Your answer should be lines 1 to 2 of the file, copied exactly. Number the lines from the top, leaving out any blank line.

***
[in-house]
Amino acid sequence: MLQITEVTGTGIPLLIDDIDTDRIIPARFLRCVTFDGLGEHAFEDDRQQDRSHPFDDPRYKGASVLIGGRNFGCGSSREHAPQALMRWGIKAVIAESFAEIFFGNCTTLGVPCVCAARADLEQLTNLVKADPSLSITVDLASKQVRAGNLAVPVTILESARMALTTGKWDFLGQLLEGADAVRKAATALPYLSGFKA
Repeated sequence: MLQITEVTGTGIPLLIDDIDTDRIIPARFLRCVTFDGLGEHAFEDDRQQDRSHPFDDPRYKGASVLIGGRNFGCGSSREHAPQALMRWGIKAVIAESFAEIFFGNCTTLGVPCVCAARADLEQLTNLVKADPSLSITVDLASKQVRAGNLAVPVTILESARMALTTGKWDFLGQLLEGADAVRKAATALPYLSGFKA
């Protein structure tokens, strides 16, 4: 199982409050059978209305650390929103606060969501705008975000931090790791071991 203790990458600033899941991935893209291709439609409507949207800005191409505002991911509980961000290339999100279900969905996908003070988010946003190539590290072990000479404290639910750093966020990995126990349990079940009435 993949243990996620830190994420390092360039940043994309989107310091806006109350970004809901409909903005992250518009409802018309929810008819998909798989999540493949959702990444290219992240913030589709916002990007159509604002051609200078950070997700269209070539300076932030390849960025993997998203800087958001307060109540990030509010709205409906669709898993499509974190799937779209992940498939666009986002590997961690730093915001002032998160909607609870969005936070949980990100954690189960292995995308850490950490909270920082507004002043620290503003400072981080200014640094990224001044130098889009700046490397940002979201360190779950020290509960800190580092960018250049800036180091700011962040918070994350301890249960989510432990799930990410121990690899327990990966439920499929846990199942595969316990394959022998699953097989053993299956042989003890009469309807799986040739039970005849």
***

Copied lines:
[in-house]
Amino acid sequence: MLQITEVTGTGIPLLIDDIDTDRIIPARFLRCVTFDGLGEHAFEDDRQQDRSHPFDDPRYKGASVLIGGRNFGCGSSREHAPQALMRWGIKAVIAESFAEIFFGNCTTLGVPCVCAARADLEQLTNLVKADPSLSITVDLASKQVRAGNLAVPVTILESARMALTTGKWDFLGQLLEGADAVRKAATALPYLSGFKA